A year before her first Ironman triathlon, Cecily answers FAQ
Update: read Cecily’s recap from Ironman Arizona
Q1: This’ll be your first Ironman. Are you worried, excited, in shock, all of the above?
In shock? Yes. This is something we’ve been talking about doing for about 6 months, and now that we’re signed up it is very, very real. It’s not like signing up for a 5k race, or buying plane tickets for an awesome trip. The simple, and ironically anticlimactic process of registering was something that immediately re-prioritized everything in my life for the next year.
Worried? I’m scared of Zombie Ironman! (Just kidding, inside joke). This is a tough question. What worries me the most? Honestly, I’m really not worried! Yes, it’s going to suck at times and I am 100 percent positive that I will have some low moments in training (and in the race, for that matter). I think just knowing that and being prepared for those moments will be half the battle. The biggest part of training for something like this is making the commitment, waking up and showing up every day – and that’s what I’m going to do. I want to show up on November 17th knowing that I put everything I could into this thing – no regrets. So no, I’m not scared that I won’t finish, because if I don’t finish it won’t be due to something I could have changed. It will be because I got five flat tires, or broke my pinkie toe. Becoming an Ironman (or an ultra runner, or a brain surgeon, or a freakin’ fairy princess) isn’t something that happens overnight. When I start the 2.4 mile swim, the transformation and achievement will already be done. Crossing that finish line will just be like walking across stage on graduation day. Work’s done – now you just have to prove it and get your medal.
Q2: Tell us about your fitness background. How many triathlons have you done already?
I did my first triathlon – the Triathlon at Pacific Grove – about a year ago. I’ve been doing CrossFit for the past three years and have been involved in sports, on and off, for my entire life. Fitness and health (emotional and physical) are a huge part of my life. I’m studying to be a physical therapist and exercise at least five days a week and I’m in the best shape of my life…so far!
Q3: Which sport is your strongest and which needs the most work?
Running is, without a doubt, my strongest. That’s not to say I’m some great runner, but I still have much to learn about swimming and cycling. The more I do learn, though, the more I enjoy each sport. Where I feel most vulnerable with cycling is knowing what to do when something goes wrong (e.g. changing a flat tire, fixing the chain, etc.) Interesting how closely in line that is with my driving skills :-) At the start of my triathlon efforts, swimming was certainly the sport which I had the most room for improvement. I remember my first day in the lap pool. I couldn’t even swim 25 yards without hyperventilating. The fact that I’m not terrified of a mile swim today is motivating in itself.
Q4: What are your goals for the race?
To win. Just kidding. Honestly, just crossing the finish line will be enough of an accomplishment for me. My only time goals are to beat the cut-off times for each leg and make it to the finish line by midnight. I really want to keep a positive attitude and enjoy the entire experience, from start to finish.
Q5: Who, or what, inspires you?
First and foremost, we’re doing this all in honor of my aunt Leslie. Her 19-year battle with stage IV breast cancer gave everyone who knew her motivation to be happy, grateful and fearless. My first-ever endurance race (the Surf City Half Marathon) was in her memory, just four days after she lost her hard-fought battle. Since then, she’s been right at my side through each of my races, reminding me to live every day and enjoy the ride (pun intended). I am such a lucky girl to have so many inspiring people in my life and could go on and list probably 50 others here. For now, though, I’ll limit it to four more:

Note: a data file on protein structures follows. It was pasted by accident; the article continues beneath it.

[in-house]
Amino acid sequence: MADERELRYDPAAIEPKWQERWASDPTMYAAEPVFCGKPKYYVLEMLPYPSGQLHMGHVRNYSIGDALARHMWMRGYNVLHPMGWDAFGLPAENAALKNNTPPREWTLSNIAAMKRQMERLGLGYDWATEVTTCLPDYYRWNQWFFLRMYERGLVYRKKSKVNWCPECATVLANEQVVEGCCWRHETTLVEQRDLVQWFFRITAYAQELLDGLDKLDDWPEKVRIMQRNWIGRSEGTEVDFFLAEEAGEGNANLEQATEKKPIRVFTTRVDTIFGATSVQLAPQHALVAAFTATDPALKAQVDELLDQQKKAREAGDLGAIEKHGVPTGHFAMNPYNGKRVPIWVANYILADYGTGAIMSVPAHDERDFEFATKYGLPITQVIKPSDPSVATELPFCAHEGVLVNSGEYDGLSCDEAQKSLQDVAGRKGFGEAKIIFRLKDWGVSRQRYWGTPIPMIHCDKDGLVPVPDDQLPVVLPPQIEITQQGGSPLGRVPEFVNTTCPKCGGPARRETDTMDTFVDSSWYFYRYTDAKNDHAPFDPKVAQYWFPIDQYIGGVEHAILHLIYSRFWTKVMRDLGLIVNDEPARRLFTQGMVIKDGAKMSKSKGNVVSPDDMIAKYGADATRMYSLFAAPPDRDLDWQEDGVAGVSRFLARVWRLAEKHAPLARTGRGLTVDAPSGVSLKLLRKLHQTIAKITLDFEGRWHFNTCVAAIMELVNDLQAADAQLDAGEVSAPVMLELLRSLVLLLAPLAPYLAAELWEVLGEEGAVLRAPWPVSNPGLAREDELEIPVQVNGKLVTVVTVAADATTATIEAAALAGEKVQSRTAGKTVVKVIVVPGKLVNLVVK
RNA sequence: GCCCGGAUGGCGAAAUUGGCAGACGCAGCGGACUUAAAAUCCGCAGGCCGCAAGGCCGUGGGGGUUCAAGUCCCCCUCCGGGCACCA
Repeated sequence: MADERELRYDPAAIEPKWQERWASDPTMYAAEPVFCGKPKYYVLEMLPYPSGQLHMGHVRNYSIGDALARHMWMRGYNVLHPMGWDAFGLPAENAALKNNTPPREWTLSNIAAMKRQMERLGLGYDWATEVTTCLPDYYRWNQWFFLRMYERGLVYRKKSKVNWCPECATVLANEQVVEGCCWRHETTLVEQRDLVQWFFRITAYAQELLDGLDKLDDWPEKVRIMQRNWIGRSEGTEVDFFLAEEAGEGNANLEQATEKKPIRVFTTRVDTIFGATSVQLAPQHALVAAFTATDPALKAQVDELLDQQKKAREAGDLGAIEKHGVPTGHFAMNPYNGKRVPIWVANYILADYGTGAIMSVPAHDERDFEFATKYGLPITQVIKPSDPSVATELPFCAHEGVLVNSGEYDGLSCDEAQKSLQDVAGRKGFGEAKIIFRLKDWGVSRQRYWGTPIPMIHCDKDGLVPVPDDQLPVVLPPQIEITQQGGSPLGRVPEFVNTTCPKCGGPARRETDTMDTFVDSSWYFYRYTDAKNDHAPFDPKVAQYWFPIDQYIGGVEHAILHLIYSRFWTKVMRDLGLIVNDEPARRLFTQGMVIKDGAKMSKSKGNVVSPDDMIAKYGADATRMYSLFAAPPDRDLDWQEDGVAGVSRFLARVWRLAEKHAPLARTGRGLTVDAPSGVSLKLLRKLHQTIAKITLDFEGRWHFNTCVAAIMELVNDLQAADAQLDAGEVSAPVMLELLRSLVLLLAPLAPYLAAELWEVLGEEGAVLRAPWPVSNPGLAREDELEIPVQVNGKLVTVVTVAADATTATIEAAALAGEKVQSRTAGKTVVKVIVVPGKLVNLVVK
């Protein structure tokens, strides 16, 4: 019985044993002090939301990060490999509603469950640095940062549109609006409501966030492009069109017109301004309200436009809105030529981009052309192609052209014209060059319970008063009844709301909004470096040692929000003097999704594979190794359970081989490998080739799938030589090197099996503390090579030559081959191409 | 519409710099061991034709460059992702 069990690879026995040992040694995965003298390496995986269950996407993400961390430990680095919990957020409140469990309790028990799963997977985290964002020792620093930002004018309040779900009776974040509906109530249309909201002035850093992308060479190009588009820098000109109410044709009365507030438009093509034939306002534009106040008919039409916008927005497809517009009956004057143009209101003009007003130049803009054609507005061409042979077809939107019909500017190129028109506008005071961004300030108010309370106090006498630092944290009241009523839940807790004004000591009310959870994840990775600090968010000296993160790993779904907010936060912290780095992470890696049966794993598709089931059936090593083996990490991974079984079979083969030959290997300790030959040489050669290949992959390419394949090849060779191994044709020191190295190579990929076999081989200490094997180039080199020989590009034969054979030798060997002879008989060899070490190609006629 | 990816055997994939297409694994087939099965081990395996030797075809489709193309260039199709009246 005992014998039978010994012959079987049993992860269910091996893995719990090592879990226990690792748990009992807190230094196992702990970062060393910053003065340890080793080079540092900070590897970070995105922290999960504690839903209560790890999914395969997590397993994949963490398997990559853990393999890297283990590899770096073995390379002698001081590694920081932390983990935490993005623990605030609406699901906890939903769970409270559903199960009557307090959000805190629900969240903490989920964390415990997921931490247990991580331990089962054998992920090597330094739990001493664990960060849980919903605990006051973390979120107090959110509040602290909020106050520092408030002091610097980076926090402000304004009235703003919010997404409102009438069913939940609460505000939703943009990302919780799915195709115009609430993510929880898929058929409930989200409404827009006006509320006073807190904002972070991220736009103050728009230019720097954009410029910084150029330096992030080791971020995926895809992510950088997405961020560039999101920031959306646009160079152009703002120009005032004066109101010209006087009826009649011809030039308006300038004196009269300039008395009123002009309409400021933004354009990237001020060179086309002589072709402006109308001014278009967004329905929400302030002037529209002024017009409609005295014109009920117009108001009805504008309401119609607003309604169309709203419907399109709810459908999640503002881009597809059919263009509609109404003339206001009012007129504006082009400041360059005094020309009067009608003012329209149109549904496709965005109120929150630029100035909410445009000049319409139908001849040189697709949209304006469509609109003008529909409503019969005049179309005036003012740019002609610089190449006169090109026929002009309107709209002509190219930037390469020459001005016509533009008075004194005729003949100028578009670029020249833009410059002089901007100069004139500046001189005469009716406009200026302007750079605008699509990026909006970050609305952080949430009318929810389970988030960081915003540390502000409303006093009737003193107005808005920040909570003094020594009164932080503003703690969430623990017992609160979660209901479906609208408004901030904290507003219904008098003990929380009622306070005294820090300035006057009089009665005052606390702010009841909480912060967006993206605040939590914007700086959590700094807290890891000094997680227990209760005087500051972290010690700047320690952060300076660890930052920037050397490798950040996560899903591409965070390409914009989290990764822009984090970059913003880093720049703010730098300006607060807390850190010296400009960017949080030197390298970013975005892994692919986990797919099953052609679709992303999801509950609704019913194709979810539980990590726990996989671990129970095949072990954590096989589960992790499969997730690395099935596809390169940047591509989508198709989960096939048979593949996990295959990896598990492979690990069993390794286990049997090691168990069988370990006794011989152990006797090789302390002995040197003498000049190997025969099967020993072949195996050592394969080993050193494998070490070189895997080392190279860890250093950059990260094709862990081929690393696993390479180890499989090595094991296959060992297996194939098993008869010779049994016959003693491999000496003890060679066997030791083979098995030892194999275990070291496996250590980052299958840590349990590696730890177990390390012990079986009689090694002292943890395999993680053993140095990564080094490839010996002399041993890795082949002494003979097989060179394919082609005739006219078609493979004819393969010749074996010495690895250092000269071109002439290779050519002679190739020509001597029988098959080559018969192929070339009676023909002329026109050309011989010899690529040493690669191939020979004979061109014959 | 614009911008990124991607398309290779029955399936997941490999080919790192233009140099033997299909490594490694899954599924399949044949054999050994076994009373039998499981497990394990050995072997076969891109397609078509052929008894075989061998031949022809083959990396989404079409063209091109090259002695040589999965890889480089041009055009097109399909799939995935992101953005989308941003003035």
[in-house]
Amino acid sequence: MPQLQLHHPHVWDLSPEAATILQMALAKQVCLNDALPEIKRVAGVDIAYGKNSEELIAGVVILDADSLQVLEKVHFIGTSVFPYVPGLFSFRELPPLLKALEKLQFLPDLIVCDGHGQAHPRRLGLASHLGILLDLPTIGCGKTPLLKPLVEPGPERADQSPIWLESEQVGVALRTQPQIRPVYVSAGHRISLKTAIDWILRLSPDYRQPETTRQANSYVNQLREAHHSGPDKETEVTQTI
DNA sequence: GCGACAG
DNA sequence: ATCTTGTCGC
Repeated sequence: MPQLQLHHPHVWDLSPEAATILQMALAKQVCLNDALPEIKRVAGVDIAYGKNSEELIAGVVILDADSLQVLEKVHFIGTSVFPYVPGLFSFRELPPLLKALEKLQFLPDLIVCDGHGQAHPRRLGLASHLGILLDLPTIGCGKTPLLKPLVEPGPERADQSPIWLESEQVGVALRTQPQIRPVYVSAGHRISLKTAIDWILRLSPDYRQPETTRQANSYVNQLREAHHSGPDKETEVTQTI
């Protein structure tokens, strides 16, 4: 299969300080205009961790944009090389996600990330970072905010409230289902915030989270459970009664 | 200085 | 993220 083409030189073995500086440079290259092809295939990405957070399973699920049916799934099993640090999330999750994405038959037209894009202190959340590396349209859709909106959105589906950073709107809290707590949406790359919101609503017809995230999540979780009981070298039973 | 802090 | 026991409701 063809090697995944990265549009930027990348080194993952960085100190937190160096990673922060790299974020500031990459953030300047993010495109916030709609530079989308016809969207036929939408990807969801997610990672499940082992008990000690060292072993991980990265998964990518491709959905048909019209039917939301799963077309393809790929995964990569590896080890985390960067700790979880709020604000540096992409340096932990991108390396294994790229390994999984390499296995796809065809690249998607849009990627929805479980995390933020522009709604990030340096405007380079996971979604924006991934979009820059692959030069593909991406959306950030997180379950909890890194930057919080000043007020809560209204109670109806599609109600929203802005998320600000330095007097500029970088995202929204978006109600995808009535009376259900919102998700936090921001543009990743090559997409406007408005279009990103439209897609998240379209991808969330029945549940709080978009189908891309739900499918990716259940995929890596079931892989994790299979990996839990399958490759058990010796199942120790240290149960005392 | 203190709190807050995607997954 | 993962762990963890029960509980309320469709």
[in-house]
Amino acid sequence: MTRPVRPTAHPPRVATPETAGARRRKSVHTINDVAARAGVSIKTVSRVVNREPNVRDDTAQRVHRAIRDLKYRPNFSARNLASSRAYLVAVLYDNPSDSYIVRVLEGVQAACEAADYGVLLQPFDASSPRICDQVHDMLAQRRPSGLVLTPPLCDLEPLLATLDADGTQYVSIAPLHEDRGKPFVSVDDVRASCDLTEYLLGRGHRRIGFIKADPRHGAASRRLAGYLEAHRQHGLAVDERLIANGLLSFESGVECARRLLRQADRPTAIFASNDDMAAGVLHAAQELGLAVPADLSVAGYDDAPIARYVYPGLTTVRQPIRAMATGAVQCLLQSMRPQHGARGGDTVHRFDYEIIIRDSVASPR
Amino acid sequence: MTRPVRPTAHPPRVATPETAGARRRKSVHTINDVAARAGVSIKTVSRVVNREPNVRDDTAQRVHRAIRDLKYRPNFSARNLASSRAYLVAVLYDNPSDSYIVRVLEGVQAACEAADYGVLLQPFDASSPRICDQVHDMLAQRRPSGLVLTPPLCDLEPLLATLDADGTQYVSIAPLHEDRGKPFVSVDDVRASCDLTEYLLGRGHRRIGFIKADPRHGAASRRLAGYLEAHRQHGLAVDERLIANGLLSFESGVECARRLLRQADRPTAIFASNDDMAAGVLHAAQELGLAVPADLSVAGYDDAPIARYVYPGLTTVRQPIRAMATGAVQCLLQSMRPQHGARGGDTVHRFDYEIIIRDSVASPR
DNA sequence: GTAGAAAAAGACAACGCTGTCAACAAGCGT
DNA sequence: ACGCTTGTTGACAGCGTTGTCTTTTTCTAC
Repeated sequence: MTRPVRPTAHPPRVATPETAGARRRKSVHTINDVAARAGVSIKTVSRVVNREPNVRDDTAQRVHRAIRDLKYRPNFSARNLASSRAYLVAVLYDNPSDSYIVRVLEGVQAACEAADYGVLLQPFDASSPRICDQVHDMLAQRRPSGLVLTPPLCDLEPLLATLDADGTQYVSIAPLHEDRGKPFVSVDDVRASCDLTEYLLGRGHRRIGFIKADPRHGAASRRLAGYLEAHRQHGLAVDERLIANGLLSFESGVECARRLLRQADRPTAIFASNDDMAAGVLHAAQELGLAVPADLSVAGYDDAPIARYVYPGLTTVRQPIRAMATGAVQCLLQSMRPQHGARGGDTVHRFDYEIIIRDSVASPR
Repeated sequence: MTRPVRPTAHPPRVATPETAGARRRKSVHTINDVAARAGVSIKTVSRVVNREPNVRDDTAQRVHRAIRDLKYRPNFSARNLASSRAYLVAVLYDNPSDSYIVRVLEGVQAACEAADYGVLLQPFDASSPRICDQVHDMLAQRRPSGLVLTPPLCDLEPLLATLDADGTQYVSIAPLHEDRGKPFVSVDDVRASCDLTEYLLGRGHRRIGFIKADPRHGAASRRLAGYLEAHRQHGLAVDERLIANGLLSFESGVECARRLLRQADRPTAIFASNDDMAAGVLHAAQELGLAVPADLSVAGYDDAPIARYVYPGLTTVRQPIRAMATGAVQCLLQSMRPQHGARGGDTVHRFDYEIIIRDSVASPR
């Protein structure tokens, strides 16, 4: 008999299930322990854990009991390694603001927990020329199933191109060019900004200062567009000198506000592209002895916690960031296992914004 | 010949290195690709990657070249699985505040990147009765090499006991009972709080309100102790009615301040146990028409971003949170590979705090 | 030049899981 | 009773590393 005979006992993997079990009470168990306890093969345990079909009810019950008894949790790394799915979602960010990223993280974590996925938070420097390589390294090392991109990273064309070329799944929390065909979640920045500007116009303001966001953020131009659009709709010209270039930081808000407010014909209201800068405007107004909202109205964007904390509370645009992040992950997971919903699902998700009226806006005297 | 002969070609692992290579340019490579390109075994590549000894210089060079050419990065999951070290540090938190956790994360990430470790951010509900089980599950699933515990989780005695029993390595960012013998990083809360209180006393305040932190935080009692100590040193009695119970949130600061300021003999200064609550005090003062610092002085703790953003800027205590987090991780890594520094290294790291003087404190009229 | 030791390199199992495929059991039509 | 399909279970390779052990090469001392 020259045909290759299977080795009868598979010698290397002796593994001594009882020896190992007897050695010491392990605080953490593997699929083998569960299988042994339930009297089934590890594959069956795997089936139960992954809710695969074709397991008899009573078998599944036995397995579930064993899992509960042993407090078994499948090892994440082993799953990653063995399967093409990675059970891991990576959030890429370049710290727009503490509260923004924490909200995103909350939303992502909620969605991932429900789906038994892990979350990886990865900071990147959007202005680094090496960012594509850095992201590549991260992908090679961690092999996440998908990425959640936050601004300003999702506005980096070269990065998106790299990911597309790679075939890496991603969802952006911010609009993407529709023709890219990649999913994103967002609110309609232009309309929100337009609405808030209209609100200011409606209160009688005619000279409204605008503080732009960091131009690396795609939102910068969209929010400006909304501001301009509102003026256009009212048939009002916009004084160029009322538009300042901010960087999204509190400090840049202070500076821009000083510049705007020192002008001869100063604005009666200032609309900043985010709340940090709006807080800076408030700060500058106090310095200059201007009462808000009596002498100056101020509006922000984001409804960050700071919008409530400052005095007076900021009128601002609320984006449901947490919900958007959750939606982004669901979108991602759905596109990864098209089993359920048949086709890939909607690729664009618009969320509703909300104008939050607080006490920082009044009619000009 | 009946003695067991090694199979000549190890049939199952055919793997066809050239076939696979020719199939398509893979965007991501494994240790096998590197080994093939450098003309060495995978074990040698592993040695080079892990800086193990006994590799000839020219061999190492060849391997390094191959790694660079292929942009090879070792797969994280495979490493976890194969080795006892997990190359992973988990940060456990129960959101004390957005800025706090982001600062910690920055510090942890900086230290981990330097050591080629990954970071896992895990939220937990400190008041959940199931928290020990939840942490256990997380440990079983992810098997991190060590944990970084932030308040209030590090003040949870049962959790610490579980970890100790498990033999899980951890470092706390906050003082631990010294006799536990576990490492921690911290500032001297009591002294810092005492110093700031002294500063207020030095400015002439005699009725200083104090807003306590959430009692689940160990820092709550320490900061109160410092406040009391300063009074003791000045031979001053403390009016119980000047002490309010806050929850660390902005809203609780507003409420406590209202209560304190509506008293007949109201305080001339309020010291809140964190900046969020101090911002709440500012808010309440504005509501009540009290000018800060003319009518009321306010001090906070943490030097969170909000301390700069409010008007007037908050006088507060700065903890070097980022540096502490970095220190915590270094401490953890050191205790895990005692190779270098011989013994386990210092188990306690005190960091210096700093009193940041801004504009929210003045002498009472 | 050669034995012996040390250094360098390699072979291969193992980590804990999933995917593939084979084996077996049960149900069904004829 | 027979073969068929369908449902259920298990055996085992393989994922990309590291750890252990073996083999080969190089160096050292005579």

- “My Marine brother,” Elliot, who has permanently outdone all of us Fuller kids by becoming a Marine. His work ethic is pretty unbelievable and he has pushed our entire family to live more active, healthy lives. We’ll get him to do a race with us one of these days…
- “The other brother,” Adam. Just kidding! My awesome training partner who gets my ass out of bed at 5 a.m. to swim every Tuesday and Friday. If only he would share his magical swimming DVDs with me so I could learn the secrets…
- My mom, who is training for her first half marathon, can do strict pull-ups like it’s her job, and deadlifts and bench presses more than I do. She has also successfully raised three annoying kids to be relatively normal contributors to society and is our number one supporter :-)
- Rosie, who has dedicated her 3-year life to catching that damn imaginary lizard under the rock in the backyard. We can all learn a little something from her unyielding perseverance.
Q6: Imagine it’s November 16, 2013 – the night before IronmanAZ. If you could send your future self a note would it say?
2012 me: “Enjoy the ride…don’t forget your shoes.”
2013 me: “Great Scott! This is heavy!”
Q7: Enough about Ironman. What do you do when you’re not training?
I spend a couple days/week working as a physical therapy tech and also work part-time at a local CrossFit gym. I recently started volunteering twice/week with a nonprofit CrossFit kids program that provides free exercise/nutrition resources and education to local kids in need. The rest of my days are typically spent camped out at local coffee shops, loading up on more caffeine than is probably good for me and powering through anatomy homework.
When I’m not training, working, or studying, I’m a Buck Hunter, Breaking Bad and Law & Order enthusiast. I love hiking in the beautiful Phoenix weather, experimenting in the kitchen with new paleo recipes and, of course, enjoying a good brew with good friends.